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Bryan Clay Named USA Track & Field’s Athlete Of The Week

After taking home the gold at the Olympics in Beijing, decathlete Bryan Clay has been named USA Track & Field’s Athlete of the Week. Clay finished the two-day decathlon competition just 10 seconds shy of beating the Olympic record, but won by a 240-point margin–the largest since 1972.

Born in Texas to an African American father and a Japanese mother, he was raised in Hawaii and joined the track club as a child to channel his energy. Standing at a height of 5’11” he is considered small for a decathlete, but Clay proved he had the speed, strength, skill, stamina, endurance, and perseverance to win the 10-event competition and joins the league of great American decathletes like Jim Thorpe, Bill Toomey and Bruce Jenner.

Dubbed “Hawaii’s Hero” in the press and considered the “World’s Greatest Athlete,” Clay, who also won the silver at the 2004 Olympics in Athen, says “It’s been a little while since we had the Olympic gold medal in the decathlon brought back to the States. I’m happy with being the person to do it. I hope the Wheaties box and all those types of things happen. I’d love for that to happen. I’d love for this to be a spark for the decathlon and bring it back to the forefront of track and field.”

The married man and father of two credits Christianity as a strong force in his life and gives back to his community with the Bryan Clay Foundation. The mission of the foundation is to provide Hawaiian students in need with support to pursue college.

PHOTO: Reuters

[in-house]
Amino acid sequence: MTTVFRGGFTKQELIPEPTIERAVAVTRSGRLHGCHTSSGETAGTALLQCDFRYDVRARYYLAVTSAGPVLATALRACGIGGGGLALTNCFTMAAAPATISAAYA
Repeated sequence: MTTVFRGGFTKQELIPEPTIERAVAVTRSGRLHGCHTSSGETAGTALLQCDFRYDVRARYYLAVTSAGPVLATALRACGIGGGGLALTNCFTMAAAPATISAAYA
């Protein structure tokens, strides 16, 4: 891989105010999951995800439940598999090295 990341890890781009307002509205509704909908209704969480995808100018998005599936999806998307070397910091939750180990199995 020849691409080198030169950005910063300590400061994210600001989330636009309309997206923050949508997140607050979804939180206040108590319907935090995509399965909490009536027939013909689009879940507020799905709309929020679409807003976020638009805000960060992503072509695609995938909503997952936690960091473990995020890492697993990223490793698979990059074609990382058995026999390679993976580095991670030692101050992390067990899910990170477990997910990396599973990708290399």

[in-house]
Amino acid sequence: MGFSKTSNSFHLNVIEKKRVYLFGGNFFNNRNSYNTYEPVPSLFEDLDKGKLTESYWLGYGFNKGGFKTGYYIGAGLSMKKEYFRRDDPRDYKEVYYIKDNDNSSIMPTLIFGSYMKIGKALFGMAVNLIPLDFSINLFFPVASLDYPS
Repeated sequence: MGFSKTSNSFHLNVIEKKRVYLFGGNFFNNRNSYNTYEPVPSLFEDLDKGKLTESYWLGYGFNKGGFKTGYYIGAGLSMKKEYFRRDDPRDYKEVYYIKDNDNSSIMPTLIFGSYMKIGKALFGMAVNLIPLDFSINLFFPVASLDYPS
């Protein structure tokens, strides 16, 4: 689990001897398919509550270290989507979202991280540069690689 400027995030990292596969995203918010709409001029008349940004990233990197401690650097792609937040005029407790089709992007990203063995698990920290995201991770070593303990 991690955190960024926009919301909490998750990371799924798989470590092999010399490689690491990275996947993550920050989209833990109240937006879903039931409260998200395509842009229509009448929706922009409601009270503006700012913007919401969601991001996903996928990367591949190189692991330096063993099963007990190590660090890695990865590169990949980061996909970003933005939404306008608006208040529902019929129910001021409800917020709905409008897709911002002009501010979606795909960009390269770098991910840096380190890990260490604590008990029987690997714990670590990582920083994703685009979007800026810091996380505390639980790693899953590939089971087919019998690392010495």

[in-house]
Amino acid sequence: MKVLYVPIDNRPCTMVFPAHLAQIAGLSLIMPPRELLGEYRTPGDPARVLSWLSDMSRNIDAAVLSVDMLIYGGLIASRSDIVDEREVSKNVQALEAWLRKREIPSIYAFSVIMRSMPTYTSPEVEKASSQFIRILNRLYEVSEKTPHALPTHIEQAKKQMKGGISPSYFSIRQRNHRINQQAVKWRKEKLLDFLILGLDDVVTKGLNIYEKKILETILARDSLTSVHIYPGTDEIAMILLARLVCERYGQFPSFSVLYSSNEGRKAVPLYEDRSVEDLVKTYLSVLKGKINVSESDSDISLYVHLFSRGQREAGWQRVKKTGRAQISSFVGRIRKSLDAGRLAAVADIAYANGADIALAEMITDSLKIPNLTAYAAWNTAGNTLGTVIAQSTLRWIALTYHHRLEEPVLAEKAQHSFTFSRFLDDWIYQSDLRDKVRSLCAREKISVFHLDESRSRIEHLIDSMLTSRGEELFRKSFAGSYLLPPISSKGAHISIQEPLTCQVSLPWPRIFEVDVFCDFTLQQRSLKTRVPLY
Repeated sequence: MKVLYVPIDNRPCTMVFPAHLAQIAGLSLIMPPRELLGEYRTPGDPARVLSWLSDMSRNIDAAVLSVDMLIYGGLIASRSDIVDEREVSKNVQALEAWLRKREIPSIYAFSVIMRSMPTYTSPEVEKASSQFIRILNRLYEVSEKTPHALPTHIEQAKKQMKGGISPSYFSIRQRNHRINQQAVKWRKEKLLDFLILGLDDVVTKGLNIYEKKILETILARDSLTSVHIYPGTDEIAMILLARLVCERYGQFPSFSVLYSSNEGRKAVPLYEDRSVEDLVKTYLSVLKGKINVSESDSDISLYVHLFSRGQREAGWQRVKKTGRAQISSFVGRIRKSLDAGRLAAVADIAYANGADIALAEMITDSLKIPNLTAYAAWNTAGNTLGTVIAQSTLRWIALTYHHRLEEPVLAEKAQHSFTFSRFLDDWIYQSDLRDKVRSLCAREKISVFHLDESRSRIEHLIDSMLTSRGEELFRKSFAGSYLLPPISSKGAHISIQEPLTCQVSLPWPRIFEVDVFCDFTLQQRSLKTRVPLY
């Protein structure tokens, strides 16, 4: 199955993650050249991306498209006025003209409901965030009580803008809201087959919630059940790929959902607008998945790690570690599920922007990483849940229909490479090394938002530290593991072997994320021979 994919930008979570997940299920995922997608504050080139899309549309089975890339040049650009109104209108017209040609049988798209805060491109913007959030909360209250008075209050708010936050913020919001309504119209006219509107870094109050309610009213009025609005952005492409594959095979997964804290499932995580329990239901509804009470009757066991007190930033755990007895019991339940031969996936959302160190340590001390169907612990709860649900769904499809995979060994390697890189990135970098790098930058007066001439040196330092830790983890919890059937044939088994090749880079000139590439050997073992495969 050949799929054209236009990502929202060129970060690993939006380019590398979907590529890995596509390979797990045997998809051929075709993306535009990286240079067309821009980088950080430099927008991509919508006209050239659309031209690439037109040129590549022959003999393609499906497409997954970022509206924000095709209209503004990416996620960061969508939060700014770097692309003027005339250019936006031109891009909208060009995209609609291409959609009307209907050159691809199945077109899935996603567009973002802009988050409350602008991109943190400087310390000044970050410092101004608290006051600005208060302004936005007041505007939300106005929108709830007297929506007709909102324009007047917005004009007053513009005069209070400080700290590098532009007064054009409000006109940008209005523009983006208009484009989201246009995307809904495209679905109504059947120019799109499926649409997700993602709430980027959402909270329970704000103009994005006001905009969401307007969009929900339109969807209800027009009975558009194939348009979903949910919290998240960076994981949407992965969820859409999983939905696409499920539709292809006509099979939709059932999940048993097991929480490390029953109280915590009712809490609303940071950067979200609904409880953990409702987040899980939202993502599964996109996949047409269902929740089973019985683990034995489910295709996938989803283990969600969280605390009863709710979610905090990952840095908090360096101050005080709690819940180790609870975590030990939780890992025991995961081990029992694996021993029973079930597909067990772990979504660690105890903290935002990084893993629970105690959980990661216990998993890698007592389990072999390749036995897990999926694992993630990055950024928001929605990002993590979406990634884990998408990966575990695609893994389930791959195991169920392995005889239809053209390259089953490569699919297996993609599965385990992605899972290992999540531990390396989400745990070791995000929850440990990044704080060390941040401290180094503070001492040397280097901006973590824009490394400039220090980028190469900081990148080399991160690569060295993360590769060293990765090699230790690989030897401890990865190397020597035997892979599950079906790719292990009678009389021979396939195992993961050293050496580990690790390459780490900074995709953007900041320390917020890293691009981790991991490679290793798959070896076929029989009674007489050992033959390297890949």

Categories: Sports.

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  1. Awesome article. Thanks so much for the breakdown you have offered here. I’m still sort-of an illiterate in this topic. So this article was really helpful to us. My husband just launched his own ebook on this subject and I think some things my spouse and i learned from your write-up would enable everyone of us to give him the essential support. Thanks!

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Bryan Clay Named USA Track & Field’s Athlete Of The Week

Categories: Sports.

After taking home the gold at the Olympics in Beijing, decathlete Bryan Clay has been named USA Track & Field’s Athlete of the Week. Clay finished the two-day decathlon competition just 10 seconds shy of beating the Olympic record, but won by a 240-point margin–the largest since 1972.

Born in Texas to an African American father and a Japanese mother, he was raised in Hawaii and joined the track club as a child to channel his energy. Standing at a height of 5’11” he is considered small for a decathlete, but Clay proved he had the speed, strength, skill, stamina, endurance, and perseverance to win the 10-event competition and joins the league of great American decathletes like Jim Thorpe, Bill Toomey and Bruce Jenner.

Dubbed “Hawaii’s Hero” in the press and considered the “World’s Greatest Athlete,” Clay, who also won the silver at the 2004 Olympics in Athen, says “It’s been a little while since we had the Olympic gold medal in the decathlon brought back to the States. I’m happy with being the person to do it. I hope the Wheaties box and all those types of things happen. I’d love for that to happen. I’d love for this to be a spark for the decathlon and bring it back to the forefront of track and field.”

The married man and father of two credits Christianity as a strong force in his life and gives back to his community with the Bryan Clay Foundation. The mission of the foundation is to provide Hawaiian students in need with support to pursue college.

PHOTO: Reuters

Categories: Sports.

Comments

  1. Awesome article. Thanks so much for the breakdown you have offered here. I’m still sort-of an illiterate in this topic. So this article was really helpful to us. My husband just launched his own ebook on this subject and I think some things my spouse and i learned from your write-up would enable everyone of us to give him the essential support. Thanks!

Leave a Reply

Your email address will not be published. Required fields are marked *

You may use these HTML tags and attributes: <a href="" title=""> <abbr title=""> <acronym title=""> <b> <blockquote cite=""> <cite> <code> <del datetime=""> <em> <i> <q cite=""> <s> <strike> <strong>

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